Invented Spelling, Nonsense Words Strengthen Literacy
Q: What do you think about “invented spelling”? I feel that it will affect children’s spelling later on and that it is better to correct them instantly so that everyone can read what they have written.
A: Relax! Invented spelling will not affect correct spelling. Rather, invented spelling encourages children to get their ideas down on paper when they don’t know the standard spelling of a word. This is one of its major benefits. Without invented spelling, young children would not be able to write more than very simple sentences such as “The cat is fat.” With invented spelling, children are able to write more complex sentences.
Besides benefiting writing, invented spelling even has a positive impact on reading. Plus, teachers can look at children’s invented spelling and assess how much they know about the individual sounds that make up words. It then lets teachers adjust instruction to what students need to learn.
Invented spelling helps children learn strategies that they will use as they get more formal spelling instruction. It encourages them to take an active role in their knowledge of spelling rather than only learning about spelling from direct teacher instruction. Invented spelling begins to disappear as children start reading and turns into correct spelling as children’s knowledge of letter/sound relations increases.
Q: My granddaughter is repeating first grade because she has problems with reading, especially nonsense words. What are nonsense words? I would love to be able to help her.
A: Nonsense words are words that have no meaning (mog, moof, plizzle). Children should be able to sound them out and say them using their knowledge of phonics. In fact, the ability to do this is one way to distinguish the difference between good and poor readers.
Because your granddaughter cannot read nonsense words, she probably does not have a good grasp of the relationship between letters of the alphabet and their sounds or the ability to easily blend sounds to form words. These skills are the building blocks for reading and spelling.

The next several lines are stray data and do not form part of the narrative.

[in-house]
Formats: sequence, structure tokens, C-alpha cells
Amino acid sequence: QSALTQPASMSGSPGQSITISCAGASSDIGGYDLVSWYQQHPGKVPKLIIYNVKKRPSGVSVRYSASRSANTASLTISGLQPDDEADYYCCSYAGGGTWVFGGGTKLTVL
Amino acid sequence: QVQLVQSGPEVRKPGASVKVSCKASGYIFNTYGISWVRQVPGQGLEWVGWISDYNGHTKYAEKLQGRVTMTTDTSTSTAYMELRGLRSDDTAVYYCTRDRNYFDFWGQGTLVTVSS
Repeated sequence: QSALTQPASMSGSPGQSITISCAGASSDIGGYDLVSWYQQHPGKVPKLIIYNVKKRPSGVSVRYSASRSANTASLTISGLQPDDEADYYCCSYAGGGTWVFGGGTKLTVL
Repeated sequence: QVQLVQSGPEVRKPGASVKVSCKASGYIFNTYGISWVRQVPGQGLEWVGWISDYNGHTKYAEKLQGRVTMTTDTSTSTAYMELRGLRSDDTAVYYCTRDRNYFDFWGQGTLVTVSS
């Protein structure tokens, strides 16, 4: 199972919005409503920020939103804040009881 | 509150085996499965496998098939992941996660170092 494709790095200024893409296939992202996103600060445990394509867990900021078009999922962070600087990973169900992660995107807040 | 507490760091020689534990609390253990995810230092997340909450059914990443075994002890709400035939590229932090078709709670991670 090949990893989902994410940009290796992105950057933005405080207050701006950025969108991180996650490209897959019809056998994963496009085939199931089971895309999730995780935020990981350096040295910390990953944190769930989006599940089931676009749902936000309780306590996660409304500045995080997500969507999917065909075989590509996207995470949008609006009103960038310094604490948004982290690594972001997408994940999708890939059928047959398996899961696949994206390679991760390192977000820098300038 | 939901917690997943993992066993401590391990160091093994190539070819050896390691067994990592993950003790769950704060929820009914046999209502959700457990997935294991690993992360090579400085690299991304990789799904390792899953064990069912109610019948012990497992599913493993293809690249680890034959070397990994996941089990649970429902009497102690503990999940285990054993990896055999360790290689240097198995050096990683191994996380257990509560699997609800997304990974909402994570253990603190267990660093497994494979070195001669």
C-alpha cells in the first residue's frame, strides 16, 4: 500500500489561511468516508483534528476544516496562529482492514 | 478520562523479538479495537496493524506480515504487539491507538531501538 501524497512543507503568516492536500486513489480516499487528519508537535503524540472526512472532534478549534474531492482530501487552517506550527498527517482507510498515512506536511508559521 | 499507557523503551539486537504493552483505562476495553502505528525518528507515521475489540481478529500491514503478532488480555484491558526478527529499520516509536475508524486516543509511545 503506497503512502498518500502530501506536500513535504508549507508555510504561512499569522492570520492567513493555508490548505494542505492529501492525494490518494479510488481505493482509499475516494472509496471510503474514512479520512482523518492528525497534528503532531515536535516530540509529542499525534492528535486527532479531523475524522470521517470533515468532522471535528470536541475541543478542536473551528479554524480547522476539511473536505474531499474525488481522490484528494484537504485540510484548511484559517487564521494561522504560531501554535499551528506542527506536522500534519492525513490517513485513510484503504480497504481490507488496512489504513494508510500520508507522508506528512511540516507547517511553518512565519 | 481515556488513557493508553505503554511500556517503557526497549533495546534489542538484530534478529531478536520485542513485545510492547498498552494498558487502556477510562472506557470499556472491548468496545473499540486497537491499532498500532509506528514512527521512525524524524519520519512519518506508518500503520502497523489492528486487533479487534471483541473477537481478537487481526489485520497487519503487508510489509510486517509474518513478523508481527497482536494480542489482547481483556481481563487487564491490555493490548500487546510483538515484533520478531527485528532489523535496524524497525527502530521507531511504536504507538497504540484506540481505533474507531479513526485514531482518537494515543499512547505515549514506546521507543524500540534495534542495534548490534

You can begin to help your granddaughter develop a better awareness of sounds by reading books to her that have many rhyming words. Stop frequently and ask her to tell you if two words (hat, sat) rhyme. It takes considerable practice for young children to learn the sounds of letters. Make this fun for her by looking for books in which the initial sound of many of the words is the same. For example, the book Four Fur Feet is a good way to work with the “f” sound. And Eating the Alphabet: Fruits and Vegetables from A to Z would use beans, bananas and beets for “b.”
Games are another good way to teach letter sounds. For example, place a number of objects that begin with the letter “b” in a bag along with a few beginning with another sound. Have your granddaughter try to find the ones beginning with “b.” Work only on one letter at a time until it is mastered.
Q: I am trying to be involved in my son’s education so I joined the PTA and have volunteered some at school. Exactly what are the benefits of this involvement?
A: Joining the Parent Teacher Association (PTA) offers far more than many parents realize. Working with other parents who have a vested interest in their children’s school gives you the chance to discuss concerns you may have about the school or your son’s education. When issues are discussed in a group, you are able to attract more parents to help address concerns.
Furthermore, the school administration is much more likely to listen to a group of parents rather than just one or two. Also, you will be able to join smaller focus groups to work on specific problems that you are interested in. Committee work lets you play a role in making decisions about what goes on at your children’s school.
When you volunteer to help at school in any way —from programming computers to sewing costumes for plays — you are truly helping the school. Plus, when you join a special committee, you will start to see how the school works. And getting to know the teachers in informal situations can improve your relationship with them when you are dealing with situations affecting your children.
Whenever you attend an event at your children’s school, you have the opportunity to meet other parents. This can be an advantage in gaining more information about the school and your children’s teachers and classes. Events from game nights to rummage sales provide an additional opportunity to meet with the teachers and administration informally.
Choose events and volunteer opportunities that are important to your child and are interesting to you. This sends your children and the school the message that you really care about your children’s education.
Parents can send questions to Dear Teacher, in care of Carolina Parent, P.O. Box 395, Carmel, IN 46082-0395 or DearTeacher@excite.com.